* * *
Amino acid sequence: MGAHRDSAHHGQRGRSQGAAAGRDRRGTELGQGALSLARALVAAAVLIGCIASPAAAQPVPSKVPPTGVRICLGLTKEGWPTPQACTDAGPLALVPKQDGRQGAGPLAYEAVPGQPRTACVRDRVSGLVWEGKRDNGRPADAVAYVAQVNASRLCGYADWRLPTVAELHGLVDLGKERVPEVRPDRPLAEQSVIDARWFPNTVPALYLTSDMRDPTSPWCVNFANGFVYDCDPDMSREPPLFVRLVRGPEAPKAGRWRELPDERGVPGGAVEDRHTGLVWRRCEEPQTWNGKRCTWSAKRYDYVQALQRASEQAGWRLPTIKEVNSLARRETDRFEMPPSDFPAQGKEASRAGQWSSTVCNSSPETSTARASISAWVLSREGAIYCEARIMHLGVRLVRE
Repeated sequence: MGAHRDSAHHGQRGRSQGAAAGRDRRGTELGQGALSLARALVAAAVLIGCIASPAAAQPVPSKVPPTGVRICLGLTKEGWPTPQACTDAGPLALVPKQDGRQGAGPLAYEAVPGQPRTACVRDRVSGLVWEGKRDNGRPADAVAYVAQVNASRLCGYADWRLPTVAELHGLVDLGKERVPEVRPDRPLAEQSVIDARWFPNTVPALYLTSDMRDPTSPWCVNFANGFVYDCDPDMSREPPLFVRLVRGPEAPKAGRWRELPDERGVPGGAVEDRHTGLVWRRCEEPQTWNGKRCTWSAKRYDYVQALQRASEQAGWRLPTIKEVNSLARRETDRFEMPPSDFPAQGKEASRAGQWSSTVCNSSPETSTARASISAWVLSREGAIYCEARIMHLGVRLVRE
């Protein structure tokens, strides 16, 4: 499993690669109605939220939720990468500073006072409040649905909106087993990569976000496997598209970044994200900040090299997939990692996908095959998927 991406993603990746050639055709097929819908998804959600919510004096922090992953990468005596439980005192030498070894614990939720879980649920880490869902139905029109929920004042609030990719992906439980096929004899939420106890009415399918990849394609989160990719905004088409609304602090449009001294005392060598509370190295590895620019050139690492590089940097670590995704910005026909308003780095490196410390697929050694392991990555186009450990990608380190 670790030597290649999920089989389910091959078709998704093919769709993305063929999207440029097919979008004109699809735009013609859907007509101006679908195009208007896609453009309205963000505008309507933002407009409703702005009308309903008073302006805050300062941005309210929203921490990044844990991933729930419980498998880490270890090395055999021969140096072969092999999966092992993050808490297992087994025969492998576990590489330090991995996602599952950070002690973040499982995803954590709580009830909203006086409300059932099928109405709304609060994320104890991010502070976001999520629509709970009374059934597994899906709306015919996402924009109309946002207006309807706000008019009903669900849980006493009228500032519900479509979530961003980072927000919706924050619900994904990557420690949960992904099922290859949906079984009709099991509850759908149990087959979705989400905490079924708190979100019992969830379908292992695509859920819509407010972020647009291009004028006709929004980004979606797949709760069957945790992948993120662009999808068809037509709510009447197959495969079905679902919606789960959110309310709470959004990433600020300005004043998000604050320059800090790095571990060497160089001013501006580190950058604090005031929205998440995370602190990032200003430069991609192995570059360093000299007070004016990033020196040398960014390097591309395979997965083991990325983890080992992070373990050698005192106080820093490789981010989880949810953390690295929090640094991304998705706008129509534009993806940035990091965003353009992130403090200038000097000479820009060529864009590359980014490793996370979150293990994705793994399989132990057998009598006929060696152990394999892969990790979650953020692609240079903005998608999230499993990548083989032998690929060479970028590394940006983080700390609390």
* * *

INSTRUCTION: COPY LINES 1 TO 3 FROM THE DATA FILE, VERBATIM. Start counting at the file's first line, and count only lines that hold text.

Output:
Amino acid sequence: MGAHRDSAHHGQRGRSQGAAAGRDRRGTELGQGALSLARALVAAAVLIGCIASPAAAQPVPSKVPPTGVRICLGLTKEGWPTPQACTDAGPLALVPKQDGRQGAGPLAYEAVPGQPRTACVRDRVSGLVWEGKRDNGRPADAVAYVAQVNASRLCGYADWRLPTVAELHGLVDLGKERVPEVRPDRPLAEQSVIDARWFPNTVPALYLTSDMRDPTSPWCVNFANGFVYDCDPDMSREPPLFVRLVRGPEAPKAGRWRELPDERGVPGGAVEDRHTGLVWRRCEEPQTWNGKRCTWSAKRYDYVQALQRASEQAGWRLPTIKEVNSLARRETDRFEMPPSDFPAQGKEASRAGQWSSTVCNSSPETSTARASISAWVLSREGAIYCEARIMHLGVRLVRE
Repeated sequence: MGAHRDSAHHGQRGRSQGAAAGRDRRGTELGQGALSLARALVAAAVLIGCIASPAAAQPVPSKVPPTGVRICLGLTKEGWPTPQACTDAGPLALVPKQDGRQGAGPLAYEAVPGQPRTACVRDRVSGLVWEGKRDNGRPADAVAYVAQVNASRLCGYADWRLPTVAELHGLVDLGKERVPEVRPDRPLAEQSVIDARWFPNTVPALYLTSDMRDPTSPWCVNFANGFVYDCDPDMSREPPLFVRLVRGPEAPKAGRWRELPDERGVPGGAVEDRHTGLVWRRCEEPQTWNGKRCTWSAKRYDYVQALQRASEQAGWRLPTIKEVNSLARRETDRFEMPPSDFPAQGKEASRAGQWSSTVCNSSPETSTARASISAWVLSREGAIYCEARIMHLGVRLVRE
């Protein structure tokens, strides 16, 4: 499993690669109605939220939720990468500073006072409040649905909106087993990569976000496997598209970044994200900040090299997939990692996908095959998927 991406993603990746050639055709097929819908998804959600919510004096922090992953990468005596439980005192030498070894614990939720879980649920880490869902139905029109929920004042609030990719992906439980096929004899939420106890009415399918990849394609989160990719905004088409609304602090449009001294005392060598509370190295590895620019050139690492590089940097670590995704910005026909308003780095490196410390697929050694392991990555186009450990990608380190 670790030597290649999920089989389910091959078709998704093919769709993305063929999207440029097919979008004109699809735009013609859907007509101006679908195009208007896609453009309205963000505008309507933002407009409703702005009308309903008073302006805050300062941005309210929203921490990044844990991933729930419980498998880490270890090395055999021969140096072969092999999966092992993050808490297992087994025969492998576990590489330090991995996602599952950070002690973040499982995803954590709580009830909203006086409300059932099928109405709304609060994320104890991010502070976001999520629509709970009374059934597994899906709306015919996402924009109309946002207006309807706000008019009903669900849980006493009228500032519900479509979530961003980072927000919706924050619900994904990557420690949960992904099922290859949906079984009709099991509850759908149990087959979705989400905490079924708190979100019992969830379908292992695509859920819509407010972020647009291009004028006709929004980004979606797949709760069957945790992948993120662009999808068809037509709510009447197959495969079905679902919606789960959110309310709470959004990433600020300005004043998000604050320059800090790095571990060497160089001013501006580190950058604090005031929205998440995370602190990032200003430069991609192995570059360093000299007070004016990033020196040398960014390097591309395979997965083991990325983890080992992070373990050698005192106080820093490789981010989880949810953390690295929090640094991304998705706008129509534009993806940035990091965003353009992130403090200038000097000479820009060529864009590359980014490793996370979150293990994705793994399989132990057998009598006929060696152990394999892969990790979650953020692609240079903005998608999230499993990548083989032998690929060479970028590394940006983080700390609390």